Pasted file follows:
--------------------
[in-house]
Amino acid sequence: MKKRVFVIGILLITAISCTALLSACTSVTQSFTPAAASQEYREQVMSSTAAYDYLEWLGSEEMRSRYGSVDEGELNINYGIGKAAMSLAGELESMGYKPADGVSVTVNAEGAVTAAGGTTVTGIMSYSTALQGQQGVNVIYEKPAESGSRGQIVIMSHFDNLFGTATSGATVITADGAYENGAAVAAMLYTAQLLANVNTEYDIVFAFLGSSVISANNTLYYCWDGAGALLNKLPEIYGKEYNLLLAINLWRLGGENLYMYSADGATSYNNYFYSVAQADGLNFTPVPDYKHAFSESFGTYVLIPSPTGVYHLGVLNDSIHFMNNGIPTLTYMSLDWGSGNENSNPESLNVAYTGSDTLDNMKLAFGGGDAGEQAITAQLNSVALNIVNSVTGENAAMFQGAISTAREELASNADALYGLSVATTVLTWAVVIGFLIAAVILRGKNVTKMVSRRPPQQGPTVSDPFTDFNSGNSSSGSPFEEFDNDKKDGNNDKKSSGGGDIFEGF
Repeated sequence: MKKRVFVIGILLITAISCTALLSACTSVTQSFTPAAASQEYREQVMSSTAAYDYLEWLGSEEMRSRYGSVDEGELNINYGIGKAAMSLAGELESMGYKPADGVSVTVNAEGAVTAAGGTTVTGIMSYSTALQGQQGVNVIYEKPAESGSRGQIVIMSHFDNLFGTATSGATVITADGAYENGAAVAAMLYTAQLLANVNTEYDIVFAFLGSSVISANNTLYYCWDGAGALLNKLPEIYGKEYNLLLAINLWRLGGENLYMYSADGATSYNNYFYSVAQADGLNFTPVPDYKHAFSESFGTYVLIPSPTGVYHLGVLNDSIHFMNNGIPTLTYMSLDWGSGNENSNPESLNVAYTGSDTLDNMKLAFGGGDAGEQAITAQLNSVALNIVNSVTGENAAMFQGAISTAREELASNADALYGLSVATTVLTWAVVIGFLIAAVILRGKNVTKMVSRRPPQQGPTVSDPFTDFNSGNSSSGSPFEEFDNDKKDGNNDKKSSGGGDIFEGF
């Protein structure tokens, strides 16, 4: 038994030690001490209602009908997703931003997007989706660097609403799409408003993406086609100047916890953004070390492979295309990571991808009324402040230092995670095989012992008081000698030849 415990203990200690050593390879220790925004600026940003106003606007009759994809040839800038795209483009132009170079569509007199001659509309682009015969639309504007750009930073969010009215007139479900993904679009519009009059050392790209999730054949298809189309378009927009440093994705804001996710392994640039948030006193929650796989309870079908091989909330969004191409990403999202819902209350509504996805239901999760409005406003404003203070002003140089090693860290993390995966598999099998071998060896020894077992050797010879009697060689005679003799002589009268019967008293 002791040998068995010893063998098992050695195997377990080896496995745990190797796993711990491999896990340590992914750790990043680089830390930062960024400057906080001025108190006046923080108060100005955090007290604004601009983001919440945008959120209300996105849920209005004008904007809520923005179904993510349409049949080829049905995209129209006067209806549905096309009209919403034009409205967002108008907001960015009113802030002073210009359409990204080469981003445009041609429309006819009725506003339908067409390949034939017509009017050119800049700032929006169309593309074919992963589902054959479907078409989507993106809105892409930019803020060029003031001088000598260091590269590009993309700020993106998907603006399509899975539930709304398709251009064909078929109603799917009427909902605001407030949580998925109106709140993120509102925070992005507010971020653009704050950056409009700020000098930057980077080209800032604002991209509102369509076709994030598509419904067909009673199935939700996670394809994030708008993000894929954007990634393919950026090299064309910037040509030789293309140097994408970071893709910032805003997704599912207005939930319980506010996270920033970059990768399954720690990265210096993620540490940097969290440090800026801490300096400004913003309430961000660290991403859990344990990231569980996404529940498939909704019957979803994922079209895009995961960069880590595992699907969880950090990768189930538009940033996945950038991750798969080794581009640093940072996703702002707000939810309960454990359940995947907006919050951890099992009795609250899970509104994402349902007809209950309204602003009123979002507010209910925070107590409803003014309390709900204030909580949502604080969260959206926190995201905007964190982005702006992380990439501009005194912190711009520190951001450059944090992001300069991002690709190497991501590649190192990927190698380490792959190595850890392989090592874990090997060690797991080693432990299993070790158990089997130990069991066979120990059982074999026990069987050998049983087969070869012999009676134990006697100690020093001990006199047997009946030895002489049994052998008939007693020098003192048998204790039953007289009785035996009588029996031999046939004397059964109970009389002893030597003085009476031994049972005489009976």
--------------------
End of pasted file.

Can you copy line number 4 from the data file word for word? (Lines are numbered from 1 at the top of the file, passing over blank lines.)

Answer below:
């Protein structure tokens, strides 16, 4: 038994030690001490209602009908997703931003997007989706660097609403799409408003993406086609100047916890953004070390492979295309990571991808009324402040230092995670095989012992008081000698030849 415990203990200690050593390879220790925004600026940003106003606007009759994809040839800038795209483009132009170079569509007199001659509309682009015969639309504007750009930073969010009215007139479900993904679009519009009059050392790209999730054949298809189309378009927009440093994705804001996710392994640039948030006193929650796989309870079908091989909330969004191409990403999202819902209350509504996805239901999760409005406003404003203070002003140089090693860290993390995966598999099998071998060896020894077992050797010879009697060689005679003799002589009268019967008293 002791040998068995010893063998098992050695195997377990080896496995745990190797796993711990491999896990340590992914750790990043680089830390930062960024400057906080001025108190006046923080108060100005955090007290604004601009983001919440945008959120209300996105849920209005004008904007809520923005179904993510349409049949080829049905995209129209006067209806549905096309009209919403034009409205967002108008907001960015009113802030002073210009359409990204080469981003445009041609429309006819009725506003339908067409390949034939017509009017050119800049700032929006169309593309074919992963589902054959479907078409989507993106809105892409930019803020060029003031001088000598260091590269590009993309700020993106998907603006399509899975539930709304398709251009064909078929109603799917009427909902605001407030949580998925109106709140993120509102925070992005507010971020653009704050950056409009700020000098930057980077080209800032604002991209509102369509076709994030598509419904067909009673199935939700996670394809994030708008993000894929954007990634393919950026090299064309910037040509030789293309140097994408970071893709910032805003997704599912207005939930319980506010996270920033970059990768399954720690990265210096993620540490940097969290440090800026801490300096400004913003309430961000660290991403859990344990990231569980996404529940498939909704019957979803994922079209895009995961960069880590595992699907969880950090990768189930538009940033996945950038991750798969080794581009640093940072996703702002707000939810309960454990359940995947907006919050951890099992009795609250899970509104994402349902007809209950309204602003009123979002507010209910925070107590409803003014309390709900204030909580949502604080969260959206926190995201905007964190982005702006992380990439501009005194912190711009520190951001450059944090992001300069991002690709190497991501590649190192990927190698380490792959190595850890392989090592874990090997060690797991080693432990299993070790158990089997130990069991066979120990059982074999026990069987050998049983087969070869012999009676134990006697100690020093001990006199047997009946030895002489049994052998008939007693020098003192048998204790039953007289009785035996009588029996031999046939004397059964109970009389002893030597003085009476031994049972005489009976």